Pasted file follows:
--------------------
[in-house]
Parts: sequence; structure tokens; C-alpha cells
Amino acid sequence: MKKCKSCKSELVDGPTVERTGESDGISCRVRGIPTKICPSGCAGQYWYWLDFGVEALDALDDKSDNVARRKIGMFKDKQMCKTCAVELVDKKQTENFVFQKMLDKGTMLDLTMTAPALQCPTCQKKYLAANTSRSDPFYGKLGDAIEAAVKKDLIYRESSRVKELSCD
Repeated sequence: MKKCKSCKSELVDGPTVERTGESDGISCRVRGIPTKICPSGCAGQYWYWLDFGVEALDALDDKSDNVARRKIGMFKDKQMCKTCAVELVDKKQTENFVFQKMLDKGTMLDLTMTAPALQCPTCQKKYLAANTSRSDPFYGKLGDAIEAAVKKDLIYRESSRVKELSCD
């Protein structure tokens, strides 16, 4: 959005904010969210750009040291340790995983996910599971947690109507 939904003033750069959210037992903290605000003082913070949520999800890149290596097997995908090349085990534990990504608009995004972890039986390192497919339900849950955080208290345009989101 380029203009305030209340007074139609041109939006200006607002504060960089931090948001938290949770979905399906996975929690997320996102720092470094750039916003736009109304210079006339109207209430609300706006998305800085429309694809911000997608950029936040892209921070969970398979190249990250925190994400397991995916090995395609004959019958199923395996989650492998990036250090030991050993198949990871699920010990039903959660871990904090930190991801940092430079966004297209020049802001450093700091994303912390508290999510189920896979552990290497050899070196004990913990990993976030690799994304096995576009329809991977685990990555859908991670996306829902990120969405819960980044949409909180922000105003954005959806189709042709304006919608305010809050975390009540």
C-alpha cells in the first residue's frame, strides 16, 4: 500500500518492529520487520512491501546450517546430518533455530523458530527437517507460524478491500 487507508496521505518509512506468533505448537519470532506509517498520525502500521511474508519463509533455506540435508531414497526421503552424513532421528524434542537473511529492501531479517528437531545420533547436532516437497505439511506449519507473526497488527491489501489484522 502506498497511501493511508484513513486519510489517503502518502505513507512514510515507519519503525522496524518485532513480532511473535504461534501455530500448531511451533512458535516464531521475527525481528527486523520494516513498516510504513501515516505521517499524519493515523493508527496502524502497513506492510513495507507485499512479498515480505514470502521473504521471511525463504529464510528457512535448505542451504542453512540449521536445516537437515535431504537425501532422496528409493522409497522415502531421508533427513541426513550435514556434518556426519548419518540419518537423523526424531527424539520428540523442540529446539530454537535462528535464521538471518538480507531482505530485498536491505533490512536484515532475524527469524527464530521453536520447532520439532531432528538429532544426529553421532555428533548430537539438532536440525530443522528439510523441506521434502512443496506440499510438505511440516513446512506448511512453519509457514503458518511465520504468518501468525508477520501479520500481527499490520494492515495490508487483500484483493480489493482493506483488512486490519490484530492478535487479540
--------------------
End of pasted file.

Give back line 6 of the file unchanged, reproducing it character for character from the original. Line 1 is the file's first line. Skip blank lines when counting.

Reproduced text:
C-alpha cells in the first residue's frame, strides 16, 4: 500500500518492529520487520512491501546450517546430518533455530523458530527437517507460524478491500 487507508496521505518509512506468533505448537519470532506509517498520525502500521511474508519463509533455506540435508531414497526421503552424513532421528524434542537473511529492501531479517528437531545420533547436532516437497505439511506449519507473526497488527491489501489484522 502506498497511501493511508484513513486519510489517503502518502505513507512514510515507519519503525522496524518485532513480532511473535504461534501455530500448531511451533512458535516464531521475527525481528527486523520494516513498516510504513501515516505521517499524519493515523493508527496502524502497513506492510513495507507485499512479498515480505514470502521473504521471511525463504529464510528457512535448505542451504542453512540449521536445516537437515535431504537425501532422496528409493522409497522415502531421508533427513541426513550435514556434518556426519548419518540419518537423523526424531527424539520428540523442540529446539530454537535462528535464521538471518538480507531482505530485498536491505533490512536484515532475524527469524527464530521453536520447532520439532531432528538429532544426529553421532555428533548430537539438532536440525530443522528439510523441506521434502512443496506440499510438505511440516513446512506448511512453519509457514503458518511465520504468518501468525508477520501479520500481527499490520494492515495490508487483500484483493480489493482493506483488512486490519490484530492478535487479540